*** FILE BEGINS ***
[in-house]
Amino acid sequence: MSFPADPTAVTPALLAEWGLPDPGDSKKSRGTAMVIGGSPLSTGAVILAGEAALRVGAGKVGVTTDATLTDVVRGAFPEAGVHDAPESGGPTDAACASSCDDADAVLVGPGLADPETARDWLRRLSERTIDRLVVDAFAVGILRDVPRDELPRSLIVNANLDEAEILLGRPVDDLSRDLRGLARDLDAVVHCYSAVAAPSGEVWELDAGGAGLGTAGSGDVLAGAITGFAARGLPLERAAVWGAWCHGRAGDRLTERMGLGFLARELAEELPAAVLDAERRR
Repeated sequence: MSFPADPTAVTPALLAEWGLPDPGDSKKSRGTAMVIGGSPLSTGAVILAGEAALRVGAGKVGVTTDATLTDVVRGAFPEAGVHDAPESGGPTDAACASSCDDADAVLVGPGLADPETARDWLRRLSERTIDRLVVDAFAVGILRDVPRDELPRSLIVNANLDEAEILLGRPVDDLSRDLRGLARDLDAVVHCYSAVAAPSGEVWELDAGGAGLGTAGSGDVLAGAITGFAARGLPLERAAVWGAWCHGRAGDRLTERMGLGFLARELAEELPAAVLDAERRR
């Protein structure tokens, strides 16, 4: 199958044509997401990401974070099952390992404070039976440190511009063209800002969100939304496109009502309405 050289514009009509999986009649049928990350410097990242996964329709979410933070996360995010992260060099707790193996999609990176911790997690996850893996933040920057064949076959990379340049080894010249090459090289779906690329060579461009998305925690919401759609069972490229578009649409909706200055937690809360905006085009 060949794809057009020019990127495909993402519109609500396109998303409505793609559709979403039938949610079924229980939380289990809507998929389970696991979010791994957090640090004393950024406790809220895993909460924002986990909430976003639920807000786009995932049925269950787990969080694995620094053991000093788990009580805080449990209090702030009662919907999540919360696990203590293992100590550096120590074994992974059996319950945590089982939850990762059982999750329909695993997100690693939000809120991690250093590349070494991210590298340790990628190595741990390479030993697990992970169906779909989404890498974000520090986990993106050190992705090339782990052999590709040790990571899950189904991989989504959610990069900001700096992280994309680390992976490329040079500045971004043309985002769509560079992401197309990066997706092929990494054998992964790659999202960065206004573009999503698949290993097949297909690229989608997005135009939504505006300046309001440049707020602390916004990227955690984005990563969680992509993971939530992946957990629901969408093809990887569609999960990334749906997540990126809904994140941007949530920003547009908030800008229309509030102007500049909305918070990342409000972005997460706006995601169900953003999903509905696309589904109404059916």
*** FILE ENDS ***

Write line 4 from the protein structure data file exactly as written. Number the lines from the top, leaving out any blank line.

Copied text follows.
């Protein structure tokens, strides 16, 4: 199958044509997401990401974070099952390992404070039976440190511009063209800002969100939304496109009502309405 050289514009009509999986009649049928990350410097990242996964329709979410933070996360995010992260060099707790193996999609990176911790997690996850893996933040920057064949076959990379340049080894010249090459090289779906690329060579461009998305925690919401759609069972490229578009649409909706200055937690809360905006085009 060949794809057009020019990127495909993402519109609500396109998303409505793609559709979403039938949610079924229980939380289990809507998929389970696991979010791994957090640090004393950024406790809220895993909460924002986990909430976003639920807000786009995932049925269950787990969080694995620094053991000093788990009580805080449990209090702030009662919907999540919360696990203590293992100590550096120590074994992974059996319950945590089982939850990762059982999750329909695993997100690693939000809120991690250093590349070494991210590298340790990628190595741990390479030993697990992970169906779909989404890498974000520090986990993106050190992705090339782990052999590709040790990571899950189904991989989504959610990069900001700096992280994309680390992976490329040079500045971004043309985002769509560079992401197309990066997706092929990494054998992964790659999202960065206004573009999503698949290993097949297909690229989608997005135009939504505006300046309001440049707020602390916004990227955690984005990563969680992509993971939530992946957990629901969408093809990887569609999960990334749906997540990126809904994140941007949530920003547009908030800008229309509030102007500049909305918070990342409000972005997460706006995601169900953003999903509905696309589904109404059916």